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S & H Concert Review

Bach St Matthew Passion, The Bach Choir, Florilegium, Conductor: David Hill. Royal Festival Hall, Sunday 6th April 2003 (ME)


Having finally faced the fact that my Catholicism was lapsed, my mother extracted from me the promise that I would never fail to do my Easter Duty – that is, attend confession and church once a year at Easter time, as an insurance against the flames of Hell. Of course, I haven’t kept the promise, in common with thousands of others, but on Sunday at the RFH I felt as though I was amongst many of those who were doing just that, or rather thought they were, putting themselves through a day of Bach in English being about as near as any of them wanted to get to purging their guilt.

These performances by The Bach Choir are of course well known for their atmosphere of piety: the programme tells us that ‘Due to the nature of this work, The Bach Choir requests that there should be NO APPLAUSE before, during or after the performance. If you would like to show your appreciation, you are invited to stand at the end of the performance.’ Or, in other words, ‘This piece is about God so for some reason you shouldn’t clap, but do please give us a standing ovation at the end.’ To me, nothing could be more daft: my love for Bach’s music does almost approach worship, but there are basically two ways of performing the Passions – either you see them as religious works, in which case you do them in a church with small forces, applause being naturally inappropriate, or you see them as semi-dramatic works, in which case you do them in a concert hall with whatever size of forces is at your command, and you let the audience receive them as concert audiences normally do.

Bach’s music is for everyone, and we do not need to believe in the story to be deeply moved by it, but in this middleweight, careful performance that kind of emotion was in short supply. The finest singing, appropriately, came from the choir itself, supplemented by representatives of no fewer than seven schools in the Ripieno Chorus: David Hill’s direction ensured that the attack on first lines was always clean, the diction exemplary and the balance between the voices ideal, but there was very little sense of the emotional weight of the work – I have seldom been left so unmoved by ‘O Mensch, bewein dein Sünde gross’ and ‘Wir setzen uns mit Tränen nieder’ but this was a reaction, or rather lack of it, which I had throughout, stemming at least partly from the translation. I seem to recall the latter chorale being translated as ‘In tears of grief, dear Lord, we greet you’ for past performances, but here we got ‘We bow our heads in tears and sorrow’ – a bit limp to say the least, but this was nothing compared to what the soloists had to sing. I won’t labour this point, suffice to say that translating ‘Und sie wurden sehr betrübt’ as ‘They had indignation’ and ‘Und er nahm den Kelch, und dankete, gab ihnen den und sprach – Trinket alle daraus…’ as ‘And he took the cup and gave thanks and gave it to them saying – Drink ye all of it…’ could hardly be described as graceful.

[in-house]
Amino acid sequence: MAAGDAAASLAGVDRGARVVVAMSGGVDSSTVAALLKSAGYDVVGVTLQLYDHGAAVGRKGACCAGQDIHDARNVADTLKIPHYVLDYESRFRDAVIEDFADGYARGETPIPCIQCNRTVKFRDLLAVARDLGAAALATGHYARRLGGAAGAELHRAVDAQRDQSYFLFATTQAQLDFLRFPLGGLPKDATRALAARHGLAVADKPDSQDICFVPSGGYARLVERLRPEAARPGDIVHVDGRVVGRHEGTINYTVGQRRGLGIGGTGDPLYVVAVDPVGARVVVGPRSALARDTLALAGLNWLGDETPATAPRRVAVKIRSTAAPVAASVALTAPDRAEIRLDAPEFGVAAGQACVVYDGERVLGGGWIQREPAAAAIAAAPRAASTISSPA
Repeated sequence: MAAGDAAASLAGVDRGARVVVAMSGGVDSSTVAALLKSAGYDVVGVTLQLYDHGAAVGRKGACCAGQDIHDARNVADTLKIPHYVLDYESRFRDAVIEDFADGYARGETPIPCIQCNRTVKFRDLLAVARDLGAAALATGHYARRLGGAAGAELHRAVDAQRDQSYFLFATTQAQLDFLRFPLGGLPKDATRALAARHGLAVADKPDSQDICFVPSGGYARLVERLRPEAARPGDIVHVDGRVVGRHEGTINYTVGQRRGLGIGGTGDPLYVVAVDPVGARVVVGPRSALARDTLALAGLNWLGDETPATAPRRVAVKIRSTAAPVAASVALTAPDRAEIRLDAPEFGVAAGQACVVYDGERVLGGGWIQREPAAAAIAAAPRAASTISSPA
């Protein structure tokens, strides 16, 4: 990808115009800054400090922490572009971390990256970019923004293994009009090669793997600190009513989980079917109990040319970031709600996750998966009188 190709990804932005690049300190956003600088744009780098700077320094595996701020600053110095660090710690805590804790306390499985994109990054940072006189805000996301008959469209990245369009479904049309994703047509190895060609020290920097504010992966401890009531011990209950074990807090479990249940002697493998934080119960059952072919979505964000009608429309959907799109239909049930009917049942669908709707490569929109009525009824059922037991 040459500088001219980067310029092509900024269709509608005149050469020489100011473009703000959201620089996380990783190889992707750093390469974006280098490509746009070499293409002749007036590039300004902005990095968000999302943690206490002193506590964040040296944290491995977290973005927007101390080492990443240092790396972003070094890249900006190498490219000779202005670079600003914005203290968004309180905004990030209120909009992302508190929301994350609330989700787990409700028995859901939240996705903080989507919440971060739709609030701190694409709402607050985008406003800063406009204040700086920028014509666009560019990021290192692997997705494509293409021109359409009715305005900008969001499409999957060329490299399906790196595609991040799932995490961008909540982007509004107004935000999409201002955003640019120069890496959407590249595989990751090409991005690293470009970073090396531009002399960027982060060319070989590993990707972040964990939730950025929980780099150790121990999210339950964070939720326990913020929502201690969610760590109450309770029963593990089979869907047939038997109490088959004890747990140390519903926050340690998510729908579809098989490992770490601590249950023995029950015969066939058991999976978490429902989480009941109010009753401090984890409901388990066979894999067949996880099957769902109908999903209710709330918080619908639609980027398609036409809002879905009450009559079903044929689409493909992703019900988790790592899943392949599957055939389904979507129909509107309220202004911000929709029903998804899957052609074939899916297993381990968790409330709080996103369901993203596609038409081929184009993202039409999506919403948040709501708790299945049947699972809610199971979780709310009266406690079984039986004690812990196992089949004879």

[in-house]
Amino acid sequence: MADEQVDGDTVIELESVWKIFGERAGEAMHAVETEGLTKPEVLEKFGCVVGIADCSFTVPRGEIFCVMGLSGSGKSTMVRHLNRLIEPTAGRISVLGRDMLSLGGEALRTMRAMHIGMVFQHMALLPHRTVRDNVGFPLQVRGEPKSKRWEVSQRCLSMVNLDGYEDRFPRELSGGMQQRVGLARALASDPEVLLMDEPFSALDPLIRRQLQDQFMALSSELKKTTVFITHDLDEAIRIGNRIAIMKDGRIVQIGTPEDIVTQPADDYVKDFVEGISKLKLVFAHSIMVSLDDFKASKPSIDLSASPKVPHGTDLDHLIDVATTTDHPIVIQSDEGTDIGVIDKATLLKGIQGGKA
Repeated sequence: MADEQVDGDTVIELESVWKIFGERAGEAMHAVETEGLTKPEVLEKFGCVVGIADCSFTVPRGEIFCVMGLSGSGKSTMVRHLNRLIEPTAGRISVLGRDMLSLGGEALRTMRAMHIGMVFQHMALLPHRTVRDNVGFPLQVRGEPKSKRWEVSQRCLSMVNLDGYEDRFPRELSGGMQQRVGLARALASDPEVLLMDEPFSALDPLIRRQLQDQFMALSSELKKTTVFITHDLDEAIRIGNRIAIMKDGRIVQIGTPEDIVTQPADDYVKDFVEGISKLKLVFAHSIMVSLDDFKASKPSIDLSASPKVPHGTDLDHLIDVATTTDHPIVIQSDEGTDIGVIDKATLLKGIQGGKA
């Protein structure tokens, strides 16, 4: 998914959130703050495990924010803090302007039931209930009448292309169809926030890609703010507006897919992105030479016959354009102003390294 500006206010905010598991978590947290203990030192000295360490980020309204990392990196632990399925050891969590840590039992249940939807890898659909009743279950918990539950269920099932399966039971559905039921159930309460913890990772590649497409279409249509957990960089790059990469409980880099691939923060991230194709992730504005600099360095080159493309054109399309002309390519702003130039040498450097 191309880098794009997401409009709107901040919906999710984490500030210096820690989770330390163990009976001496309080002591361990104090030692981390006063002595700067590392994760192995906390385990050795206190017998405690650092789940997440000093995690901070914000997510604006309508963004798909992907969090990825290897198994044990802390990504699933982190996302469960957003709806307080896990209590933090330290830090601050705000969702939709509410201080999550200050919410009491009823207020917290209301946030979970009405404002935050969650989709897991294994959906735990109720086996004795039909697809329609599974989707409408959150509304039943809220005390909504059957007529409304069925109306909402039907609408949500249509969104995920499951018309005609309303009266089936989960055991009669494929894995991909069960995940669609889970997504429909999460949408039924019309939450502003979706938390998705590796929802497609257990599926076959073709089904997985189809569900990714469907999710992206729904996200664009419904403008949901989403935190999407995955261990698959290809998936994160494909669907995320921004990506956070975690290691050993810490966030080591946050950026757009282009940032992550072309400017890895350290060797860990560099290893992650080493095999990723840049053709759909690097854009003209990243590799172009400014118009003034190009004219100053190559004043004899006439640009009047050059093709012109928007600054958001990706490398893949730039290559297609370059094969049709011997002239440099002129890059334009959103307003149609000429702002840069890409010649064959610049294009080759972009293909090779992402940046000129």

The story depends upon the evangelist who narrates it, and Christopher Gillet was a worthy, careful storyteller who introduced us to some of the drama without ever moving as the greatest evangelists can. The rôle of Christ was nobly taken at short notice by Roderick Earle, replacing Jonathan Best and singing with confidence and perception. The contralto Lynette Alcantara was another stand-in, this time for Catherine Wyn-Rogers but hers was a less happy performance, seeming ill at ease and never really getting to grips with the demanding arias.

Lynne Dawson was the very experienced soprano, able to make the words tell in her recitatives but seeming a little wayward in some of the arias, especially ‘Blute nur, du liebes Herz’. Timothy Robinson sang the tenor arias sweetly, if rather nervously, and Neal Davies was highly dramatic as the High Priest and sang the bass arias with a real sense of involvement. ‘Mache dich, mein Herze, rein’ found him a little strained, but the preceding recitative was beautifully phrased, and he succeeded in moving me with the quality of his intonation at ‘Weil es dem lieben Gott gefällt’.

The playing was exemplary throughout, with some especially fine work from the oboes of the first orchestra and violins of the second (Matthew Truscott the superb soloist in ‘Gebt mir meinen Jesum wieder) and the continuo was neatly supportive and thankfully never sought to draw undo attention to itself. That phrase could well stand for the whole event – well prepared and worthy rather than uplifting.

Melanie Eskenazi



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